Over the last five years, India has emerged as one of the key leaders of the global solar power market. With an installed capacity of 32 GW and a pipeline of about 50 GW in the works, the country is on course to meet the target of achieving a capacity of 100 GW by 2022 set by Prime Minister Modi despite some huge challenges.
India has emerged as one of the global leaders in solar energy.
India's success in ramping up its solar energy capacity in a short time has demonstrated to the world that an energy decarbonisation strategy is both financially viable and profitable.
With prices of solar power falling to record lows - of about 3.5-4.0 cents per unit - it can emerge as a viable alternative to thermal power.
Solar power is one of the few bright spots in an Indian economy that is battling a stubborn slowdown. According to official data released by the Ministry of New and Renewable Energy (MNRE), about 32 GW of grid-connected solar capacity is already up and running in India, work on installing another 18 GW is at various stages of completion while tenders for another 32 GW of solar capacity have been floated. In a written reply to the Lok Sabha, the lower house of the Indian Parliament, Minister of State for New and Renewable Energy R.K. Singh said: “With new tenders of around 15,000 MW planned in the remaining period of 2019-20 and 2020-21, we are on course for achieving the target (of reaching a solar energy generation capacity of 100 GW by 2022).”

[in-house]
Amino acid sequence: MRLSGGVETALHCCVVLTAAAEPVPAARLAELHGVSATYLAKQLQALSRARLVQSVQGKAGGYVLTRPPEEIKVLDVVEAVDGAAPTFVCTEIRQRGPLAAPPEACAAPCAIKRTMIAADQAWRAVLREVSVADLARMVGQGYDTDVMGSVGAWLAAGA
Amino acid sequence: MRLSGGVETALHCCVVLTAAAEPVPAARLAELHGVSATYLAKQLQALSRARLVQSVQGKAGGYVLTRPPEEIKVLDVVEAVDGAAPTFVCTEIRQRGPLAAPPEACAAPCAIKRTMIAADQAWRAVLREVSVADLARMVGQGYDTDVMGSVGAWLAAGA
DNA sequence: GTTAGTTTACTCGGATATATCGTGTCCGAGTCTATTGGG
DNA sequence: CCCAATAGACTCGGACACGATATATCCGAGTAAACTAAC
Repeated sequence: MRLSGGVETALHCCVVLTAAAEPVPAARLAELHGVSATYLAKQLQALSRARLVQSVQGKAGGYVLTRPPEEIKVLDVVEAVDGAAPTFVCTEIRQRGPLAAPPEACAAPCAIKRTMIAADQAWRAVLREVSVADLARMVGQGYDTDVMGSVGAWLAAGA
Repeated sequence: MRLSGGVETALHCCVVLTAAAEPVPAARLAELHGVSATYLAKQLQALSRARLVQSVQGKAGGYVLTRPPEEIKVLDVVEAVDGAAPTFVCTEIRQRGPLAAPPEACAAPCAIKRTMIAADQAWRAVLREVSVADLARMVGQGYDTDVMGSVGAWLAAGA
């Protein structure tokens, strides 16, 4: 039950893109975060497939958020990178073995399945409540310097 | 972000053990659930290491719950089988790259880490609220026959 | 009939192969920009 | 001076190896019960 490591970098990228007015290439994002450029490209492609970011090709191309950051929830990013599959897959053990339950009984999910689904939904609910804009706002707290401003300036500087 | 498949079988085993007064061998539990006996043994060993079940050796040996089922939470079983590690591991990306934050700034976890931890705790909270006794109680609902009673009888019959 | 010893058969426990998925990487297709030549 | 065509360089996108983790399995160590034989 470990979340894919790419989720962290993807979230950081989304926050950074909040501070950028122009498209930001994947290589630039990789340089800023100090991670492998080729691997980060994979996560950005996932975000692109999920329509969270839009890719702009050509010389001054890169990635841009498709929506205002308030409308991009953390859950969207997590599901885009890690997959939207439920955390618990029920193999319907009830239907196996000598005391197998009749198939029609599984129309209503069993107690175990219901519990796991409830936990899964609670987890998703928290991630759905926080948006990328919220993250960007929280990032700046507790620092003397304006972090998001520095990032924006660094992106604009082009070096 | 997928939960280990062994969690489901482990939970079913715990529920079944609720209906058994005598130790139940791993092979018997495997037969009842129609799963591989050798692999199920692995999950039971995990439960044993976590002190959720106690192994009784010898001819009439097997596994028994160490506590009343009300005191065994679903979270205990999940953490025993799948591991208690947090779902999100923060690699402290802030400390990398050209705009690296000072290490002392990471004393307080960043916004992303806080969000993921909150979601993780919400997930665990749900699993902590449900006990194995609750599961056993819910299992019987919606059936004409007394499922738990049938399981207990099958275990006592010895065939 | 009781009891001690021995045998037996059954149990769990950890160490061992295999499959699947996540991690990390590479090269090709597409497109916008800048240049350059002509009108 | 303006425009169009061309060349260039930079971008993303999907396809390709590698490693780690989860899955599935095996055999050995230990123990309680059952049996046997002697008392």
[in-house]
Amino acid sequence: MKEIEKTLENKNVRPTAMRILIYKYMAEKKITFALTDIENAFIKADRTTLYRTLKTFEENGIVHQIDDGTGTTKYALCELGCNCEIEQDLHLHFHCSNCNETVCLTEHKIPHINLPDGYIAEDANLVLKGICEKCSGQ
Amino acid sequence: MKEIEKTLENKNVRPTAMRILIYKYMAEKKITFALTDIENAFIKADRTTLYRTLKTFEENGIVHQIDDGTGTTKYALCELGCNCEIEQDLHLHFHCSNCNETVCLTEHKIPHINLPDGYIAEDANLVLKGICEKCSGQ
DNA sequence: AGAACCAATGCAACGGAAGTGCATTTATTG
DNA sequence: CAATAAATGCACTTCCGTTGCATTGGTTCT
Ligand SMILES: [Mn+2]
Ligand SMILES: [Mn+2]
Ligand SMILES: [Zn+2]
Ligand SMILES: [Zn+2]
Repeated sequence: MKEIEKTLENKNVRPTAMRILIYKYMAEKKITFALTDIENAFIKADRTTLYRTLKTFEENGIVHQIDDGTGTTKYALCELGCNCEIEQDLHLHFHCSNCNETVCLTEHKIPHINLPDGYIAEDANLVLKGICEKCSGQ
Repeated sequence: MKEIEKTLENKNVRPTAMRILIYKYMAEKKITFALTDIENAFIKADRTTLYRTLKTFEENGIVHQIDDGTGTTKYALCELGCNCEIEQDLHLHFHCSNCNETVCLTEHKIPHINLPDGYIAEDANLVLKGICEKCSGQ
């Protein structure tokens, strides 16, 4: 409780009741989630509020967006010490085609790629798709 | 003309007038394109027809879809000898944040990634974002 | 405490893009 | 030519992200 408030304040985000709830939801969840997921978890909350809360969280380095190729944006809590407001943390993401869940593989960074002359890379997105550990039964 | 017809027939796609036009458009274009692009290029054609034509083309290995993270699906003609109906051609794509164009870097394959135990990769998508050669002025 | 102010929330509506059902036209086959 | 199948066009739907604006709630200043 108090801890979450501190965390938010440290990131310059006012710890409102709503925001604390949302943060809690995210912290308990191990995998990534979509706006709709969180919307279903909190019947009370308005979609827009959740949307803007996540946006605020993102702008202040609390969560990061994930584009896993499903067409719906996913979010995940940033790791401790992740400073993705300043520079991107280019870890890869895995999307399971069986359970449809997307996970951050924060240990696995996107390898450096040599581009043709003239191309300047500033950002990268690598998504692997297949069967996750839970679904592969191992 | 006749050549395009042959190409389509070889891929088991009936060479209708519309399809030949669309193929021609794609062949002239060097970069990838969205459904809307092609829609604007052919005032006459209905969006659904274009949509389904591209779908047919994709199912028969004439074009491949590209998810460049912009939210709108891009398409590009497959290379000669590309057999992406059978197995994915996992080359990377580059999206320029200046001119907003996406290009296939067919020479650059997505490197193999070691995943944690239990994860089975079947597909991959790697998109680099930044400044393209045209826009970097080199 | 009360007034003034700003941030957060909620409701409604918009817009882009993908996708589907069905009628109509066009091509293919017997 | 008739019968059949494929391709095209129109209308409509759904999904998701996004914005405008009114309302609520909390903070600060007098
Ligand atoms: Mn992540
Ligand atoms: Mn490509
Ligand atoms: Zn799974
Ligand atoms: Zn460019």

It may be recalled that soon after coming to power in 2014, Indian Prime Minister Narendra Modi had set an ambitious target of 175 GW of renewable energy capacity, including 100 GW from solar energy. Despite several challenges, India seems to be on track to meet that target. In the process, the country has emerged as one of the global leaders in solar energy. It has emerged from nowhere over the last five years to become the fifth-largest country in the world - after China, the US, Japan and Germany - in terms of total installed solar power capacity and the second-largest in the world, after China, in terms of new capacity additions.
India's success in ramping up its solar energy capacity over such a short period of time has demonstrated to the world that an energy decarbonisation strategy is not only financially viable but can also be profitable. It is cheaper, faster and more environmentally friendly to run solar energy farms than thermal power plants that emit greenhouse gases and cause lasting damage to the ecology. Renewable energy such as solar power (and wind energy), on the other hand, helps countries meet their carbon reduction targets in the fight against climate change. With India's power demand projected to surge in the coming years, adoption of solar power is an ideal way to balance the requirements of economic expansion and sustainable growth.